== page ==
This free training guide is about how to train a parrot to shake its head no on cue. The trick involves the trainer shaking a finger or saying shake to the parrot and then the bird shakes its head in response. The trick is intended for parrots and trainers of all levels, including beginners. It can be taught to any sized parrot from a budgie to a macaw, however, it tends to be easier to teach to all but the smallest parrots. This can be taught as the first trick, however, I suggest teaching at least one or two tricks prior.
The behavior I used for the shake trick on both Kili and Truman is reflexive and innate. By blowing across the parrot's face, particularly the nostrils, it makes the bird shake its head much the same way it does to shake off food, dirt, or bugs. Therefore, unlike the wave trick, there is no need to shape the behavior itself. It is merely a matter of inducing the behavior and capturing it on cue.
For some reason, this technique doesn't seem to work for smaller parrots like budgerigars, parrotlets, lovebirds, and cockatiels. You can still try by blowing across the face from different directions and see if you can get them to shake. If not, you can either use a clicker and capture when they shake their head naturally or you can follow the procedures for shaping the nod trick but instead do it from side to side.
To teach your parrot to shake, simply blow on its face and when it shakes its head, click and reward. If you are having trouble getting the shaking action, just switch the direction you blow. Try the cheek, nostril, eyes, etc, until you can find a place that gets it to shake every time. I had made an attempt to teach Truman to shake over a month prior but it didn't seem to be working so I gave up. But recently I tried again and it worked. I probably just wasn't hitting the right spot last time. So definitely be patient and try blowing in different places around the head before you give up.
I suggest teaching the trick out and away from the cage. Most preferable is a training perch because it keeps the parrot at a convenient height and distraction free. Otherwise you can try doing this on a chair back or table. Although it can be taught with the parrot on one hand, it is really preferable to have both hands free. This way you can use one hand for displaying the cue (shaking your finger or whatever you want it to be) and then use the other hand to hold the clicker and the treat. I like to say the cue, shake my finger, and then blow. I both say the command and show the visual command to the parrot so that it can learn both cues together. Eventually I can use one or the other to cue the trick.
The more important, and somewhat more difficult part, is reducing the reliance on inducing the shake by blowing and having it come from the cue. Primarily it is going to rely on extended quantity of repetitions and motivation. Just keep practicing the trick while showing the cue and blowing simultaneously until the bird catches on. From time to time don't blow to see if the bird will offer to shake its head without blowing on it. Usually this will happen after a bit of a break between training and high motivation. The parrot will get impatient and offer the trick after seeing the cue and before you can blow on it.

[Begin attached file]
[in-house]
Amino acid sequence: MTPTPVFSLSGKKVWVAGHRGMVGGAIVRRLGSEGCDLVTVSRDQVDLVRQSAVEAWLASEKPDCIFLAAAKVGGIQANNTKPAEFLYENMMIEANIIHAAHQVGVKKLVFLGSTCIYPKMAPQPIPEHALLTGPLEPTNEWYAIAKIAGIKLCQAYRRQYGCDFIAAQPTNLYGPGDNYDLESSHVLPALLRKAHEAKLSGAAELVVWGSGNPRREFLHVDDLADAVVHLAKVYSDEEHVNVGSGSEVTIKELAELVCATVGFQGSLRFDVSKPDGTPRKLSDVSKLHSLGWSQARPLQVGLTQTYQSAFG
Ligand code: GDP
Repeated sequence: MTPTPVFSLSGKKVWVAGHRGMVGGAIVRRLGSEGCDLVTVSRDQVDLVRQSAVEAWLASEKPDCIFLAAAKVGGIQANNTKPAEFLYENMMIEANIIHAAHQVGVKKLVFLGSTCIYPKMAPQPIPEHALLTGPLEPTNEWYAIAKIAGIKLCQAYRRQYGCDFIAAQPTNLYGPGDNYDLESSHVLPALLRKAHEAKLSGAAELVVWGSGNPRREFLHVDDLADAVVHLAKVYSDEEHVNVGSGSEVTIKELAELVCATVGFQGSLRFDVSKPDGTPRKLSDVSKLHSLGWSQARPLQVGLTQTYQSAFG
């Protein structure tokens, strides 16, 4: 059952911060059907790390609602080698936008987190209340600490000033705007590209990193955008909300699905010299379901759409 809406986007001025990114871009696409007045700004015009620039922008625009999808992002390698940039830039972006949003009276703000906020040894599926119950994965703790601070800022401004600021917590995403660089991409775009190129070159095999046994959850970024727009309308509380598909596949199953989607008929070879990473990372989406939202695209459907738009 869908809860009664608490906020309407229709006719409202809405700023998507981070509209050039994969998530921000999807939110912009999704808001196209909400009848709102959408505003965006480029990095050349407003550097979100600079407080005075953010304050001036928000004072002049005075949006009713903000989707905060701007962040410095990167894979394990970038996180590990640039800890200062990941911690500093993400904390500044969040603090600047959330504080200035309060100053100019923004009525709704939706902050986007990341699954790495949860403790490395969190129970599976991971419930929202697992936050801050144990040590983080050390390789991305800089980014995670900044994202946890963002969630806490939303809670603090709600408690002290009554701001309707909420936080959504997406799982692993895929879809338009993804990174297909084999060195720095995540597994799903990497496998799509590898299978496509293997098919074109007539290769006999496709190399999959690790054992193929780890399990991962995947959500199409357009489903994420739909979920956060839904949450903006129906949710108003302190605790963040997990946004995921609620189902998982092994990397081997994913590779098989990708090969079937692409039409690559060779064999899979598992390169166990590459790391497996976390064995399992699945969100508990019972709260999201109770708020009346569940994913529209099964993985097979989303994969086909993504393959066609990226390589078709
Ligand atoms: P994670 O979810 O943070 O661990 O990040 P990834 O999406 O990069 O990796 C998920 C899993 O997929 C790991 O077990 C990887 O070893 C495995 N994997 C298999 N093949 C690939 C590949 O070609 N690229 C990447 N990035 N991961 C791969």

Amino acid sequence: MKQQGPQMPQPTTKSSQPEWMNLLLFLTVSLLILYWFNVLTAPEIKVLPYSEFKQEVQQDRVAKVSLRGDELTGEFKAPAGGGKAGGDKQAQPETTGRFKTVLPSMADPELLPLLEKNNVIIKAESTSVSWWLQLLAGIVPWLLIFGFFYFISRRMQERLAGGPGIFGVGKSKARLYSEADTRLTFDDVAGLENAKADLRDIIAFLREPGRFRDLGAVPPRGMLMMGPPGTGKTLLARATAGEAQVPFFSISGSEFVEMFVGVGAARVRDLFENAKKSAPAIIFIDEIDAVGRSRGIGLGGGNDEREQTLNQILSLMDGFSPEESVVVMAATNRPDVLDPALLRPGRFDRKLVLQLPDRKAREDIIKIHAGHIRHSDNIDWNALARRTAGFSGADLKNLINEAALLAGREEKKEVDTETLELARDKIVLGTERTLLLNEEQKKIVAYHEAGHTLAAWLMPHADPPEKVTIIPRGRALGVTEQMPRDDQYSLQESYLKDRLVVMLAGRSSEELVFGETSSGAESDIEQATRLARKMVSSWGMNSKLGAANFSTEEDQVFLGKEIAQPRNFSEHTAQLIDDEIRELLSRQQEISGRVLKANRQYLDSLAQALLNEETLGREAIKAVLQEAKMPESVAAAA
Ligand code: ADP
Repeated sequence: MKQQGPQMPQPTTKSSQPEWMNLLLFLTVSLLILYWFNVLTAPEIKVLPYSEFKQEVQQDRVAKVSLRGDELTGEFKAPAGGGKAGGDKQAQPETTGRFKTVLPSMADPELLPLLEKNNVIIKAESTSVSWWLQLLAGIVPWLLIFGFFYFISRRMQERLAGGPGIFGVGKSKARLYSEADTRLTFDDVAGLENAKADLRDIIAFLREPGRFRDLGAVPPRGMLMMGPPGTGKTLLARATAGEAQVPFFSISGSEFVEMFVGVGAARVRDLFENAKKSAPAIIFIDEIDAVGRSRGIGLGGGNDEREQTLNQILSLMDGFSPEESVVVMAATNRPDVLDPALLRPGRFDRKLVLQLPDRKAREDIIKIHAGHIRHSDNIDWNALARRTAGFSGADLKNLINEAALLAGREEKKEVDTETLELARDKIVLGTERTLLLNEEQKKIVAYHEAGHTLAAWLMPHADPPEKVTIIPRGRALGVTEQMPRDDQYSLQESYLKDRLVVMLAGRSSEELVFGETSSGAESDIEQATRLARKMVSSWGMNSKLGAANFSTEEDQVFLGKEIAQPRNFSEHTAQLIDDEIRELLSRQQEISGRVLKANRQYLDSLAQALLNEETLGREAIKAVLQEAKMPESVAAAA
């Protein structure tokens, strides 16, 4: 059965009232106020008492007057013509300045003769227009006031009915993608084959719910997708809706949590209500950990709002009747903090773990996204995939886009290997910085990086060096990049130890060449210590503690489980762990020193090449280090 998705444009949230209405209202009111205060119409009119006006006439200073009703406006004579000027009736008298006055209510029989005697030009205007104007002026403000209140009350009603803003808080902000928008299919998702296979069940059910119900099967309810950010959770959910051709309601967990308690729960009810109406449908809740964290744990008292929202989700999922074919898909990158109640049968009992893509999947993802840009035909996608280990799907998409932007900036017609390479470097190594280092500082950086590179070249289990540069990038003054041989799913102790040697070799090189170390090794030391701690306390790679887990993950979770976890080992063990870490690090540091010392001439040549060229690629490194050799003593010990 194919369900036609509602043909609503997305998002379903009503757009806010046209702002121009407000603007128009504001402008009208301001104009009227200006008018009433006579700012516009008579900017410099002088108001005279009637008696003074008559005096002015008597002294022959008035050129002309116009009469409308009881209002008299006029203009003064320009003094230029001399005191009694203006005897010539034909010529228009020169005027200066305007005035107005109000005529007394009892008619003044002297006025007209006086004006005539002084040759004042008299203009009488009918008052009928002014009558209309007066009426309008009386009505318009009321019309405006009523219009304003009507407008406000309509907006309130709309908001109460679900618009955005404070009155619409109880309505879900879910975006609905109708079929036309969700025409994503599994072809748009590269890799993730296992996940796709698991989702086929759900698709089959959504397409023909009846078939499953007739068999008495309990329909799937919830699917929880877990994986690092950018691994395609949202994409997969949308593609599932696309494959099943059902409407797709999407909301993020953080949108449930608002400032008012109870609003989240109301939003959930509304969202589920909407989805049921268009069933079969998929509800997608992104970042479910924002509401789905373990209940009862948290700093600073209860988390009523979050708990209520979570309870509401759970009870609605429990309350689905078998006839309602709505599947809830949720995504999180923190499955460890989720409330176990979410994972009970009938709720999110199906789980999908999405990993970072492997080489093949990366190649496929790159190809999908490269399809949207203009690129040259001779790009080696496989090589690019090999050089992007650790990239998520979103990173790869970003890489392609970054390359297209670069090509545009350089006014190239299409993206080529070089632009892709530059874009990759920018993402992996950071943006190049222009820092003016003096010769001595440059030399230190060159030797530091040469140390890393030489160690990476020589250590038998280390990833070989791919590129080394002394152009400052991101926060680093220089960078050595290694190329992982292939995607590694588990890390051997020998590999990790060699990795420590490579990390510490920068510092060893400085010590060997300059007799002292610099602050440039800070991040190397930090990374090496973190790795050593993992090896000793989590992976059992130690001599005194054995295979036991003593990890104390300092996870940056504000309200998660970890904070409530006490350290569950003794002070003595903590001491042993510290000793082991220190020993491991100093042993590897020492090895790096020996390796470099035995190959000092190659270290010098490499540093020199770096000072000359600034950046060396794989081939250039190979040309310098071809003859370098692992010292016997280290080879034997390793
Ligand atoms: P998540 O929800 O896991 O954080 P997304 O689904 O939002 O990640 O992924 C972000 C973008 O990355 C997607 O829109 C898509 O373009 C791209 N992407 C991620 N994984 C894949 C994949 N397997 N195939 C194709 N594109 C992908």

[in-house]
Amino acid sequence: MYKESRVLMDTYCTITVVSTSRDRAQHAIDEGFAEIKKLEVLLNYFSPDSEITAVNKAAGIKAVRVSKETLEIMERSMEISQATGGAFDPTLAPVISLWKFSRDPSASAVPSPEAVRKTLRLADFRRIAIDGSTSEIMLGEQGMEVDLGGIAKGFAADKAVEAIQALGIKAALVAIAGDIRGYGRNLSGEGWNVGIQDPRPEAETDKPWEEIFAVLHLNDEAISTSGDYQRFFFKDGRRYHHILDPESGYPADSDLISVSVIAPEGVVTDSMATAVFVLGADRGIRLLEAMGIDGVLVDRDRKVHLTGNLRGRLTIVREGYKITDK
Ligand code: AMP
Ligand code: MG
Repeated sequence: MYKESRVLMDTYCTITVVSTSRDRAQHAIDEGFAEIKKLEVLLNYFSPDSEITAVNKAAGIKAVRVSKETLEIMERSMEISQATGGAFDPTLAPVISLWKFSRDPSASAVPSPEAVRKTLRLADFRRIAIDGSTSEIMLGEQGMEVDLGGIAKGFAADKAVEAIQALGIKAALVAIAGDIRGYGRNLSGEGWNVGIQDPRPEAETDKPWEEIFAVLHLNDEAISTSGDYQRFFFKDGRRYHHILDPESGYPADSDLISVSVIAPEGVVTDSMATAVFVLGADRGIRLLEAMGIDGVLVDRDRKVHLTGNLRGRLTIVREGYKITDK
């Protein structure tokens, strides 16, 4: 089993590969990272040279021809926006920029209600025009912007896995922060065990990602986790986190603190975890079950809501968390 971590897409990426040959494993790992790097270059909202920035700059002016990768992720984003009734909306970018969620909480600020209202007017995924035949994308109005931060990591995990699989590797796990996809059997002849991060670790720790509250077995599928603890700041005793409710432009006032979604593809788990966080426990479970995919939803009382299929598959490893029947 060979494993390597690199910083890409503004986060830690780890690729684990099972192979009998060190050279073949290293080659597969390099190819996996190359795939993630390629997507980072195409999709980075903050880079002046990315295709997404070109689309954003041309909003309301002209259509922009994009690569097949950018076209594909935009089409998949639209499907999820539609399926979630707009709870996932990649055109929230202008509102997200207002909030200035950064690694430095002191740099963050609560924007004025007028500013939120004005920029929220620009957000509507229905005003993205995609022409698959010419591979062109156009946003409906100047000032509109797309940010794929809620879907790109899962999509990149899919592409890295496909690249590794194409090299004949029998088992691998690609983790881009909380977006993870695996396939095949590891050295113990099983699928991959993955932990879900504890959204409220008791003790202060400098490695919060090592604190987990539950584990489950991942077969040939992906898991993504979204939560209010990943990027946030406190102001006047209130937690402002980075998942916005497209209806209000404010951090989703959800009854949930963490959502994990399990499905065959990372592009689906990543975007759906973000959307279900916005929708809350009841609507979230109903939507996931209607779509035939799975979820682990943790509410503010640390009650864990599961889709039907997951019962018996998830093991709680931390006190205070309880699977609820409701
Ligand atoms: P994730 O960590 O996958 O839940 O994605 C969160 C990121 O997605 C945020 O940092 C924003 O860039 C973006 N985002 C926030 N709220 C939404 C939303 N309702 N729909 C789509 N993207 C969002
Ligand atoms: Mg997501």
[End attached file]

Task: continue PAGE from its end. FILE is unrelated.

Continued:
If you are following my training program, the order I taught tricks to Truman is as follows:
The exact order you train in isn't critical but my order is such for specific reasons. Since my parrot is flighted, flying to me was a necessary requisite skill. Then I proceeded to click condition Truman and teach him to target as his first behavior. Then I taught him to wave as his first cued trick. Next I switched to a prop based trick and taught him to fetch. Shake is a good trick to follow since it is actually a very easy behavior to teach. In fact, shake is easier to train than wave. This makes it a good follow up trick because interference from the other trick is likely and working on an easier behavior to teach cue differentiation is most important.
The biggest reason I like shake as the second cue based trick is because it can be forced. If wave is the first trick and the parrot is waving instead of nodding, I can "force" the bird to do the second trick by blowing on it. The bird will shake and I can reward. This way I can force the trick to be performed for the sake of rewarding it. If it's a more voluntary behavior, it may be hard to get the bird to do it, especially if it is confused and trying to do the wrong trick.
By the second major training session, Truman was already shaking his head on cue. Unfortunately I reintroduced him to wave the same day so he began getting confused. Wave has been causing interference ever since and he often waves instead of shaking. The only way to solve this is to continue practicing both tricks and reteaching, using the original training methods, whichever trick he is doing incorrectly. Nothing can help here beyond patience and lots of practice. Eventually the bird will just get it. For these reasons, if you are teaching shake as the second cue based trick, it won't be the method of teaching the tricks that will be the challenge but rather differentiating it from the first trick and teaching the parrot to watch for the specific cue.